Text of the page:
Despite being almost 678 miles from Columbus, it seemed he was speaking to a home crowd under the Liberty Oak as the sun set behind Harbour Town in Sea Pines Resort.
The colors and logos of his alma mater, Ohio State University, dotted the shirts of nearly half of the about 175 attendees there, and more than a dozen cars in the parking lot wore Ohio license plates.
The home-crowd dynamic wasn't lost on Kasich, who used the opportunity to draw from his tenure as governor to make his case for the economic and educational policies he would push if elected president.
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He didn't miss an opportunity for Ohio punchlines, either.
"Look, there's a lady here wearing a Michigan shirt," Kasich joked, referencing Ohio State's bitter sports rival, the University of Michigan. "I mean, I can disagree with her, but that doesn't mean I should hate her -- except for one day out of the year."
Kasich used the analogy to highlight the importance of working across party lines, a trait he argues he exemplified during his nine terms in Congress and as a part of the team that created the Balanced Budget Act in 1997.
"If you don't work together, you don't have a team, and if you don't have a team, you have what you've had the last few years up in Ann Arbor," he continued later to the biggest applause and laughter of the evening. "I've got Ohio State people here; I've got to go back to Ohio."
Aside from rivalries, Kasich focused much of his 45-minute question-and-answer session Friday on parties working together, the U.S. working more closely with allies and presenting a more unified Congress, he said.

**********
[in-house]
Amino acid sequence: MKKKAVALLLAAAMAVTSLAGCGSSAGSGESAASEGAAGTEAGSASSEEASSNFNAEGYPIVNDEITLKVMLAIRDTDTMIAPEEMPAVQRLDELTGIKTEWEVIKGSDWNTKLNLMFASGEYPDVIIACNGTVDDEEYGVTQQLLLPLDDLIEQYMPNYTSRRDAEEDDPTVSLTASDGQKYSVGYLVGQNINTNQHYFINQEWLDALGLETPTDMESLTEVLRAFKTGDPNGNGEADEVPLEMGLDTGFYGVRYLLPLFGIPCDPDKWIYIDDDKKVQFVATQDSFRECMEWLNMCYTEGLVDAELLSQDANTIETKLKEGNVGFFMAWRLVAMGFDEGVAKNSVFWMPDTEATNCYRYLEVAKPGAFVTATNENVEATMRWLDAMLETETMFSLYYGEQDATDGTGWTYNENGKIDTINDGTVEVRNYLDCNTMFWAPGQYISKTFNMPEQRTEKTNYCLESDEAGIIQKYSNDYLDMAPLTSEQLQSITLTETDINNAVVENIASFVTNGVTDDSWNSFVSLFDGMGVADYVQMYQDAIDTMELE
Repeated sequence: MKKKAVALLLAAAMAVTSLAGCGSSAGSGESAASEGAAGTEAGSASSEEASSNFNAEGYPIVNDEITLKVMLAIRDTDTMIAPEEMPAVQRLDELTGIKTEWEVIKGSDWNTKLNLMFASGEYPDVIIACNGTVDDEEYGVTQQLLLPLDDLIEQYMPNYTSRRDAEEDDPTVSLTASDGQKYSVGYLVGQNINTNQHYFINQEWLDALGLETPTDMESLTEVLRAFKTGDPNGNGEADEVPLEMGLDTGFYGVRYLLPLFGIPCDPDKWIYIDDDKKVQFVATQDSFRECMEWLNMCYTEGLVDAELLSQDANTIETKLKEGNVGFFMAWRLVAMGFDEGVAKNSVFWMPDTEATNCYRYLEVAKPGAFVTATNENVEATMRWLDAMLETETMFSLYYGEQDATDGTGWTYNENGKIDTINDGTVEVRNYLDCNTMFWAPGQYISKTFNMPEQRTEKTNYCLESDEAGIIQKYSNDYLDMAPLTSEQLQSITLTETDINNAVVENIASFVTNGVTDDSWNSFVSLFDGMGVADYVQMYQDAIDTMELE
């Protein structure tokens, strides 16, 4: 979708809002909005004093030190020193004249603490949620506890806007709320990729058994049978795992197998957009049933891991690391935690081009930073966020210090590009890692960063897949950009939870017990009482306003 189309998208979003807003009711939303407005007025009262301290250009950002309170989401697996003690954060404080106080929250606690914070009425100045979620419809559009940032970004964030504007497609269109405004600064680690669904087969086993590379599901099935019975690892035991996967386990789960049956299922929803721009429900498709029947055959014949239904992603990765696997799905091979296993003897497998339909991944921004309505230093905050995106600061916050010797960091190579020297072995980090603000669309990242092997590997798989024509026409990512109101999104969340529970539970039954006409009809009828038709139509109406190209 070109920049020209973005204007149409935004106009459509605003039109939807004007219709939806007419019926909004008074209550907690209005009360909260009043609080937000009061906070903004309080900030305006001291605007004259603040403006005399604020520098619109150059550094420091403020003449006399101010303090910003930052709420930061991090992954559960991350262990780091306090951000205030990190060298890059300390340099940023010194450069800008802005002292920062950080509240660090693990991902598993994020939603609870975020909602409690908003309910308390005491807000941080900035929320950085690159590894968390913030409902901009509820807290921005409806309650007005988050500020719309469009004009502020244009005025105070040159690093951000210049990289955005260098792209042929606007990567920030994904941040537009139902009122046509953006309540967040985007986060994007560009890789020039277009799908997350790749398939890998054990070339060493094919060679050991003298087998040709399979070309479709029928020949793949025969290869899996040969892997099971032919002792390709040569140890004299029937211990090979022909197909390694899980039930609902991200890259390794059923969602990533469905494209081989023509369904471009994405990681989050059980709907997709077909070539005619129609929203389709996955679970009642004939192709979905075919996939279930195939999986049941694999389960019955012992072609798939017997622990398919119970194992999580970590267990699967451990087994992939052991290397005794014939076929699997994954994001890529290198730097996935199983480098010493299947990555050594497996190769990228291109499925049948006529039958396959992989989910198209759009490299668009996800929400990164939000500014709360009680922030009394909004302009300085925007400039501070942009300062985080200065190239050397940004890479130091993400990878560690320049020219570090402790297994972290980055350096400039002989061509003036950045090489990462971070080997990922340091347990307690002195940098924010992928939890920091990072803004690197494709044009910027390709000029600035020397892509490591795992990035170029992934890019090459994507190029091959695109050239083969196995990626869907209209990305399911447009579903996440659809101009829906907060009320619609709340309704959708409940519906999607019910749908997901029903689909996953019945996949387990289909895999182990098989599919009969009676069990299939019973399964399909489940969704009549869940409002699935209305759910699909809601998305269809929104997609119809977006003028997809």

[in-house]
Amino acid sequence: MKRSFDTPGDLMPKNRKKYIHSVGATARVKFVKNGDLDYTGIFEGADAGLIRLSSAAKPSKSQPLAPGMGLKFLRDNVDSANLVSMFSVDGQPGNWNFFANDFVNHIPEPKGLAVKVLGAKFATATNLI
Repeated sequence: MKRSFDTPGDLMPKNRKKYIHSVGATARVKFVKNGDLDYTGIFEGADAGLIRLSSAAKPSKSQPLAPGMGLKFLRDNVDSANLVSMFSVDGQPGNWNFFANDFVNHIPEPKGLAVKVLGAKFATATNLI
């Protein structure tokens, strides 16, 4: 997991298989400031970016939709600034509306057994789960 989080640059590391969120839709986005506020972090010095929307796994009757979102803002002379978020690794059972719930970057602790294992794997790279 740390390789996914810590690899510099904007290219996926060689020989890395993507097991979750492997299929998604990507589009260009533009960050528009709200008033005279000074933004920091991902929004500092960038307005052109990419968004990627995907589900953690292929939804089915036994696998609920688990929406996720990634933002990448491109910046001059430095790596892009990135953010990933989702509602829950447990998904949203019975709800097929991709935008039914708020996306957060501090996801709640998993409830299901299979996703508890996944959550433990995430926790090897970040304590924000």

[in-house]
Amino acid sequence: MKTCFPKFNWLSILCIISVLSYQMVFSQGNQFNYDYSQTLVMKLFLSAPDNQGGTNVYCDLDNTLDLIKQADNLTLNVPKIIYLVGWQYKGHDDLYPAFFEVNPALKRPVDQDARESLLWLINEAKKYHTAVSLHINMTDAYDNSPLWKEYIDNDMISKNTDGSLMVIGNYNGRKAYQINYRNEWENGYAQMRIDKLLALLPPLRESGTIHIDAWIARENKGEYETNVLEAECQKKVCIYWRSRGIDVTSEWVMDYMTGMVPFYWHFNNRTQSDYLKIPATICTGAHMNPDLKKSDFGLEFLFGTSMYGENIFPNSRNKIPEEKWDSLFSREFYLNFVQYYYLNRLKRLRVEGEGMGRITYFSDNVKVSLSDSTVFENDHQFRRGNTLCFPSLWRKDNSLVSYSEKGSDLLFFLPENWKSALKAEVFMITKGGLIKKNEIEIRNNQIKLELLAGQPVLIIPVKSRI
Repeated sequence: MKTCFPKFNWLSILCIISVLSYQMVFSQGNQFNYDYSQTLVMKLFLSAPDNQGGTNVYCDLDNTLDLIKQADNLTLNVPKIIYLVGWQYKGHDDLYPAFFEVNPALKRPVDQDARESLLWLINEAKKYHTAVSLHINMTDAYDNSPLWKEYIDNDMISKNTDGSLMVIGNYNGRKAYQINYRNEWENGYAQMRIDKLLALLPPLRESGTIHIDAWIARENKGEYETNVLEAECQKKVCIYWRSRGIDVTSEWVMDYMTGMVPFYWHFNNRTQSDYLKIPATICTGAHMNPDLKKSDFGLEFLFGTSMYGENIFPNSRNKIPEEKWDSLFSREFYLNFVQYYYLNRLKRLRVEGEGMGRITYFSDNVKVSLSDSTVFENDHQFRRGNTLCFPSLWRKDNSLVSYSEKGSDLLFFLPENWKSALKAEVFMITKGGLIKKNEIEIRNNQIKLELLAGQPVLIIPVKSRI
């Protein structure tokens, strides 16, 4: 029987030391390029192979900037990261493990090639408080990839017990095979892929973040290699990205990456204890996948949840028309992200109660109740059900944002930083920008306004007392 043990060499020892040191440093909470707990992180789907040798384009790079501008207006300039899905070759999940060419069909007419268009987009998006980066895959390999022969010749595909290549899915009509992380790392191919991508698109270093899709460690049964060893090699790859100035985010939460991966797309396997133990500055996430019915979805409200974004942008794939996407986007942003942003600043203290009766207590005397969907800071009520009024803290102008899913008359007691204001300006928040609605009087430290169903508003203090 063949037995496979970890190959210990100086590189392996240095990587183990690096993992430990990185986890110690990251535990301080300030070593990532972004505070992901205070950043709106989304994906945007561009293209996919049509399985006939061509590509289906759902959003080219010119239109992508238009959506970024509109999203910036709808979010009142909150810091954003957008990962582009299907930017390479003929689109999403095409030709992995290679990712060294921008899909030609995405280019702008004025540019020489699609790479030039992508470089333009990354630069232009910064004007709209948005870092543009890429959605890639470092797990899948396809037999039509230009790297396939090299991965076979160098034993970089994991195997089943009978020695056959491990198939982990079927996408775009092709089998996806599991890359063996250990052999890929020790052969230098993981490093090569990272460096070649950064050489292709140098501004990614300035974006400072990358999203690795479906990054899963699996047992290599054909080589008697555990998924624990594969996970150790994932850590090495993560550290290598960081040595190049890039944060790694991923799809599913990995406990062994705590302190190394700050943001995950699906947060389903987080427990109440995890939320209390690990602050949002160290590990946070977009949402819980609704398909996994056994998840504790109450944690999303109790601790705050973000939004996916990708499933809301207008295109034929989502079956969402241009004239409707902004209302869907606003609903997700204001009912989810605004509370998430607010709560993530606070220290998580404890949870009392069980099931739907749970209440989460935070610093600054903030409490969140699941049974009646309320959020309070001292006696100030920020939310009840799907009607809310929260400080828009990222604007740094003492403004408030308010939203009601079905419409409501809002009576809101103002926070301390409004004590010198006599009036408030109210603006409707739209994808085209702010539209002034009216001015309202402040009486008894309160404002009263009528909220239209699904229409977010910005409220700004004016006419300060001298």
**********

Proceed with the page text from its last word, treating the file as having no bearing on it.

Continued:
To that end, he praised this week's visit by Pope Francis and the reception he has received from young people, the administration, Congress and the United Nations, he said.
"One of the most significant things I've seen -- that has revealed something about ourselves and has revealed something about our world -- has been this incredible visit by the pope," he said. "I was so struck yesterday to see the crowd standing on the mall in Washington, (D.C.)
"I think our country, and I think a large part of the world wants to see a message of hope and not just a message of division and fighting," he continued. "I think we want believe our best days are ahead of us."
Earlier Friday, Kasich made stops in Charleston to speak with business leaders and the Citadel Republican Society. After his talk in Harbour Town, Kasich was scheduled to fly to Iowa, where he has just recently ramped up campaign efforts.
"We don't want to disrespect anybody in any of the states, whether it's Iowa, whether it's South Carolina," Kasich said. "Our greatest emphasis has been in New Hampshire because it's a primary election, not a caucus, but we're working through all this."
Kasich is due back in Beaufort County on Nov. 11 with U.S. Sen. Tim Scott.
Scott is hosting a series of town-hall style forums with the Republican candidates across the state this fall. An exact time and location for that forum has not yet been announced.